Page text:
In recent years, "they" has been used as a singular pronoun in order to avoid the awkwardness of describing a woman (friend, for example) as "he". I've read and used it a lot.

Here's the explanation on Wikipedia. https://en.wikipedia.org/wiki/Singular_they

Singular they is the use in English of the pronoun they or its inflected or derivative forms, them, their, theirs, and themselves (or themself), as an epicene (gender-neutral) singular pronoun. It typically occurs with an antecedent of indeterminate gender, as in sentences such as:

"Somebody left their umbrella in the office. Would they please collect it?"[1]
"The patient should be told at the outset how much they will be required to pay."[2]
> "But a journalist should not be forced to reveal their sources.

(Cross-posted with Betsy)


Yes, they/their seem to be quite colloquial in use but technically not correct like callionek said.


Until I read this post, I had never heard of a singular "they." I always thought it was incorrect. I don't even like using "they" in the vague sense, unless I want to be extremely casual or humorous. I often find myself asking others, "Who's is they?" I am a native American English speaker and I am very good with grammar. I checked Wikipedia and it definitely sounds like a new thing. They ;-) must be right!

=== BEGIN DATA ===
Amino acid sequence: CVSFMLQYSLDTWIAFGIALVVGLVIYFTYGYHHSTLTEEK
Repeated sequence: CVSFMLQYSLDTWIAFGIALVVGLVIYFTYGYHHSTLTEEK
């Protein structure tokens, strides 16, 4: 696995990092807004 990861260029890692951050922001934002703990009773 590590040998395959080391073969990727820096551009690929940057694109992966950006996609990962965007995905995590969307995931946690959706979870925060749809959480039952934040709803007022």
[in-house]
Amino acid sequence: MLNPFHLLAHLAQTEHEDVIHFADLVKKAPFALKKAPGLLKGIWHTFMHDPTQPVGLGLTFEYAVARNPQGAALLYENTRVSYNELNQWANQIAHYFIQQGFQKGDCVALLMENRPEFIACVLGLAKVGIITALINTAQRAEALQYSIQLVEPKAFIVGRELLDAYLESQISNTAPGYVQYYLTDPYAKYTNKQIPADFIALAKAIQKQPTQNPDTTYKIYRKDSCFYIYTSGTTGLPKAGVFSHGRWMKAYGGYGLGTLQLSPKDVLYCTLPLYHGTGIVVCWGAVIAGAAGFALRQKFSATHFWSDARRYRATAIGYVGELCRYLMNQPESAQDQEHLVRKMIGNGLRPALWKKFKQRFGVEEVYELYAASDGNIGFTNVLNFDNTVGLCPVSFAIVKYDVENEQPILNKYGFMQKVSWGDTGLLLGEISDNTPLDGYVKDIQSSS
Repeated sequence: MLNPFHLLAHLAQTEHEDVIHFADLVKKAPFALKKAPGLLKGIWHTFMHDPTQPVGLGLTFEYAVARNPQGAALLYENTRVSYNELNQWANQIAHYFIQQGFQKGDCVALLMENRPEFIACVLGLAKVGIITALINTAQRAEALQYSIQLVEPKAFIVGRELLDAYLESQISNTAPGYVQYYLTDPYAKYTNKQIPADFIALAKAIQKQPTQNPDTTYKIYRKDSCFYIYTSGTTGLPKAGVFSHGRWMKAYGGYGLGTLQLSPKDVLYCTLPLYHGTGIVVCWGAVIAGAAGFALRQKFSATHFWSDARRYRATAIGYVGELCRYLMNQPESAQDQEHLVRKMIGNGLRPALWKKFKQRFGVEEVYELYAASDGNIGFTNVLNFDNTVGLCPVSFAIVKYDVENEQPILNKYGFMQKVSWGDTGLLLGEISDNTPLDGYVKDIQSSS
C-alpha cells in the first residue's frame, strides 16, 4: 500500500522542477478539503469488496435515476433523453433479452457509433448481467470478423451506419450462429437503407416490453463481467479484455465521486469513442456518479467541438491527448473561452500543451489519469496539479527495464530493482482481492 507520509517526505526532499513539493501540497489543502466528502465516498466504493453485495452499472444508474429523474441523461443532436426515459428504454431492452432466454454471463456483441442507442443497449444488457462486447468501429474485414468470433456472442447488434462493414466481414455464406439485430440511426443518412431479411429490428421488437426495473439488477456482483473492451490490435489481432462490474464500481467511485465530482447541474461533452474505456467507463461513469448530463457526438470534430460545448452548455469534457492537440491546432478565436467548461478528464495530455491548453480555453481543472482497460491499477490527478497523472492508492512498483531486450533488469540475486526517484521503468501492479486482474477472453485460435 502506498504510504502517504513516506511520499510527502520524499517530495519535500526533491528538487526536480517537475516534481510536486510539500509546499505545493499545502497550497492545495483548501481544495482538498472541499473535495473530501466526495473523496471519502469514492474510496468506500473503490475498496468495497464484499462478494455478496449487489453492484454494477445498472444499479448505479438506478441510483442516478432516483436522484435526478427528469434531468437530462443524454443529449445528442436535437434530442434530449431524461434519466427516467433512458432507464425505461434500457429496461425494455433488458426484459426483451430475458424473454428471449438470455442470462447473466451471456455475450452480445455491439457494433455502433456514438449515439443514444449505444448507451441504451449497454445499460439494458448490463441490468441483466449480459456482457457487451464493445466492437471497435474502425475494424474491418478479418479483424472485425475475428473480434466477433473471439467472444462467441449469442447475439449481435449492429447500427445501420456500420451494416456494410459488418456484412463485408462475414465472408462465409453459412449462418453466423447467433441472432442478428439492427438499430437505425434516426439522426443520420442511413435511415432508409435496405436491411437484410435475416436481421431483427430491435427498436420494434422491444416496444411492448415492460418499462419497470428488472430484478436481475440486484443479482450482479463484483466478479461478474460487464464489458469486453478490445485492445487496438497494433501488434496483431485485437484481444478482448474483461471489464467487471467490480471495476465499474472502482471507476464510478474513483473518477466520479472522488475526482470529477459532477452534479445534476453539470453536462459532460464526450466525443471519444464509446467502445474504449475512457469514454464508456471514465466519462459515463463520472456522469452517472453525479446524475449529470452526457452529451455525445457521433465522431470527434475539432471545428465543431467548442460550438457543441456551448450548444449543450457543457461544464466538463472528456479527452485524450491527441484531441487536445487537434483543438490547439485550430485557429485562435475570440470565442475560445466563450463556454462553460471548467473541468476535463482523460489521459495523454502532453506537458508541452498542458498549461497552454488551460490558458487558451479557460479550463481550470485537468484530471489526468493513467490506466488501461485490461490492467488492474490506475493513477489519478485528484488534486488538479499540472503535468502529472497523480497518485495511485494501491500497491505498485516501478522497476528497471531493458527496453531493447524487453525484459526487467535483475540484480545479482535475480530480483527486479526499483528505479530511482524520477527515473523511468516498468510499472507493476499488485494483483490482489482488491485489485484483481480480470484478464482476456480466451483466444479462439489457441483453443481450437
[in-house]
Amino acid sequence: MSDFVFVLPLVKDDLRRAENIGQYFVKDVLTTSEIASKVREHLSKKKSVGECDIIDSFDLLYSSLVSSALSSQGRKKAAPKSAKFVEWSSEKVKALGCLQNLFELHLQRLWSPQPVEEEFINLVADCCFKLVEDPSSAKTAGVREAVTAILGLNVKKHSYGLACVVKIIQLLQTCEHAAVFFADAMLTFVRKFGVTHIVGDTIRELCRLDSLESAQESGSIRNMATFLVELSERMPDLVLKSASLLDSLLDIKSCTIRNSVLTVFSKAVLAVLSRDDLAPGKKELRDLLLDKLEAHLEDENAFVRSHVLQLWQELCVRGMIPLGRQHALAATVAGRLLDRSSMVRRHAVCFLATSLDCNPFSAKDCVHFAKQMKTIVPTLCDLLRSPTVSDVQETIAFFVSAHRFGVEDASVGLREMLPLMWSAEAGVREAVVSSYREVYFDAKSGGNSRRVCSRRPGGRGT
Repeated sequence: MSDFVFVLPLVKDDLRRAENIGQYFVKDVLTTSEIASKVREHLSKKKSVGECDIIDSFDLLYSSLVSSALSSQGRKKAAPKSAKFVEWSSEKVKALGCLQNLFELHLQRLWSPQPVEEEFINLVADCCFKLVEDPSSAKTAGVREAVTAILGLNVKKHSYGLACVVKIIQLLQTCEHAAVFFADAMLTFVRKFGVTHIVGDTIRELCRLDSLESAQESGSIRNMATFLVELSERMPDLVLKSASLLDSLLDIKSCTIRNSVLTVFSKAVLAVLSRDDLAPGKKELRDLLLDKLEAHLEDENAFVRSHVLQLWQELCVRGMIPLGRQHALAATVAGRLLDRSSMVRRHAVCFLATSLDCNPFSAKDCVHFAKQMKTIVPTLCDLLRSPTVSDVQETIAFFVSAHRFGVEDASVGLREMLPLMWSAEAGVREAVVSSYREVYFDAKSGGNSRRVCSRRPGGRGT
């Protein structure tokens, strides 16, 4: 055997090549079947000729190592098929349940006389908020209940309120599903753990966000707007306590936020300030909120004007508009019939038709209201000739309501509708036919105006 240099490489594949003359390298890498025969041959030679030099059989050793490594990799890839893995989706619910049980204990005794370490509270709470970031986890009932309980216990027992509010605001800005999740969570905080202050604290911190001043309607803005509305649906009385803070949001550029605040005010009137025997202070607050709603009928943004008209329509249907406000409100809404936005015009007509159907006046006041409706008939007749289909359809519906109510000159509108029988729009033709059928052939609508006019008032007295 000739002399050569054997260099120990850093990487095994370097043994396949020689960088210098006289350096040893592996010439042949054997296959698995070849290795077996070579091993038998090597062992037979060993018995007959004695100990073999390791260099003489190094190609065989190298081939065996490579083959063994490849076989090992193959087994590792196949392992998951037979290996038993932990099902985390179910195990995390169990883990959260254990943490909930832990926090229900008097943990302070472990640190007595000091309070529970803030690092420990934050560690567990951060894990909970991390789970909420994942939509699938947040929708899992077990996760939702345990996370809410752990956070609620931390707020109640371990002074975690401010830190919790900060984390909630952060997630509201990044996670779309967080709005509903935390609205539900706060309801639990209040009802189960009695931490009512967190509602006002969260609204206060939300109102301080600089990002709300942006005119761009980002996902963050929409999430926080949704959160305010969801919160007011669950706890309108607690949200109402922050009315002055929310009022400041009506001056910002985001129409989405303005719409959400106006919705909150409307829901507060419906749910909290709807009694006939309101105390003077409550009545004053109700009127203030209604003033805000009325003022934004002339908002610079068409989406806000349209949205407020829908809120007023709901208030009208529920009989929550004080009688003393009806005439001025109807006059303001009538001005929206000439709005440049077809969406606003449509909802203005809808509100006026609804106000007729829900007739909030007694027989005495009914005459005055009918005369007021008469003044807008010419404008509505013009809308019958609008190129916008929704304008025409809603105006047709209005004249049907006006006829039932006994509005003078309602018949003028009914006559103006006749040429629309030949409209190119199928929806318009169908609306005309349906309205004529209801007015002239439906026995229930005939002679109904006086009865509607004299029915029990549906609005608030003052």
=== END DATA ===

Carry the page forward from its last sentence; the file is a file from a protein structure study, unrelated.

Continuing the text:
I have never really considered myself good with grammar, I kind of just go with what sounds right, but I think I remember learning about this somewhere. Its possible that "they are" is actually plural and you need to use a third person pronoun like "he" or "her". In your first sentence you are saying, "A good friend is". A, lack of "s" after friends and is all signify singularity. Your next sentence should be "Also, he is understanding..." or use her or even say "he/her", if you want.